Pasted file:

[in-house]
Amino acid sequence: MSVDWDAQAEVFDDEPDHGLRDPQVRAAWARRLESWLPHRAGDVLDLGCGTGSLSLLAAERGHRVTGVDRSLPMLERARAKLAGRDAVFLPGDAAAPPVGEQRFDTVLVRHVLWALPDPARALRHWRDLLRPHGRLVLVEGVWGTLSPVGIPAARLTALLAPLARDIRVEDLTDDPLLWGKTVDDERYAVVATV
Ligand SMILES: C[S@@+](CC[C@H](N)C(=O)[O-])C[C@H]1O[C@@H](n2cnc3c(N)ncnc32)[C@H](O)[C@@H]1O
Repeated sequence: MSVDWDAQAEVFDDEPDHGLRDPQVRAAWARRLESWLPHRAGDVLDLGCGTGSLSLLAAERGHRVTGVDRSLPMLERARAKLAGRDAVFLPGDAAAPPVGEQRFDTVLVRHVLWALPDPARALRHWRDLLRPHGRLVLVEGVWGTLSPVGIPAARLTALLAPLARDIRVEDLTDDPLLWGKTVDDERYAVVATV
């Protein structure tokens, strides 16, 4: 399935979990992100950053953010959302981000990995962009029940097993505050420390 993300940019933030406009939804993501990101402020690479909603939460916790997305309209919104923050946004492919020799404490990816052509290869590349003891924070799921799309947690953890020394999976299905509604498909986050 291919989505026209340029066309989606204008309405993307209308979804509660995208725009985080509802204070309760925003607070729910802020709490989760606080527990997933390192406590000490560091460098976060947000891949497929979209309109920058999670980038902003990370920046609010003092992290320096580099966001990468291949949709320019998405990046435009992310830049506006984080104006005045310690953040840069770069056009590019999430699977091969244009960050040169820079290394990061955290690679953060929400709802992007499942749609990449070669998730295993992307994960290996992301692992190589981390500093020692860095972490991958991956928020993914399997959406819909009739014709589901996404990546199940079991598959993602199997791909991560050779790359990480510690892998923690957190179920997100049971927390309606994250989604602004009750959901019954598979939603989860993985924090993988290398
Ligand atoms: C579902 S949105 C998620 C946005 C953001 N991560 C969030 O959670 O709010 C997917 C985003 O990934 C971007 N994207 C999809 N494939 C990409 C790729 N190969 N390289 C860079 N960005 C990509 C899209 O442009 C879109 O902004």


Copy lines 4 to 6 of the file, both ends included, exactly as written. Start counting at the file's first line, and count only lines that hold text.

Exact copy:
Repeated sequence: MSVDWDAQAEVFDDEPDHGLRDPQVRAAWARRLESWLPHRAGDVLDLGCGTGSLSLLAAERGHRVTGVDRSLPMLERARAKLAGRDAVFLPGDAAAPPVGEQRFDTVLVRHVLWALPDPARALRHWRDLLRPHGRLVLVEGVWGTLSPVGIPAARLTALLAPLARDIRVEDLTDDPLLWGKTVDDERYAVVATV
């Protein structure tokens, strides 16, 4: 399935979990992100950053953010959302981000990995962009029940097993505050420390 993300940019933030406009939804993501990101402020690479909603939460916790997305309209919104923050946004492919020799404490990816052509290869590349003891924070799921799309947690953890020394999976299905509604498909986050 291919989505026209340029066309989606204008309405993307209308979804509660995208725009985080509802204070309760925003607070729910802020709490989760606080527990997933390192406590000490560091460098976060947000891949497929979209309109920058999670980038902003990370920046609010003092992290320096580099966001990468291949949709320019998405990046435009992310830049506006984080104006005045310690953040840069770069056009590019999430699977091969244009960050040169820079290394990061955290690679953060929400709802992007499942749609990449070669998730295993992307994960290996992301692992190589981390500093020692860095972490991958991956928020993914399997959406819909009739014709589901996404990546199940079991598959993602199997791909991560050779790359990480510690892998923690957190179920997100049971927390309606994250989604602004009750959901019954598979939603989860993985924090993988290398
Ligand atoms: C579902 S949105 C998620 C946005 C953001 N991560 C969030 O959670 O709010 C997917 C985003 O990934 C971007 N994207 C999809 N494939 C990409 C790729 N190969 N390289 C860079 N960005 C990509 C899209 O442009 C879109 O902004």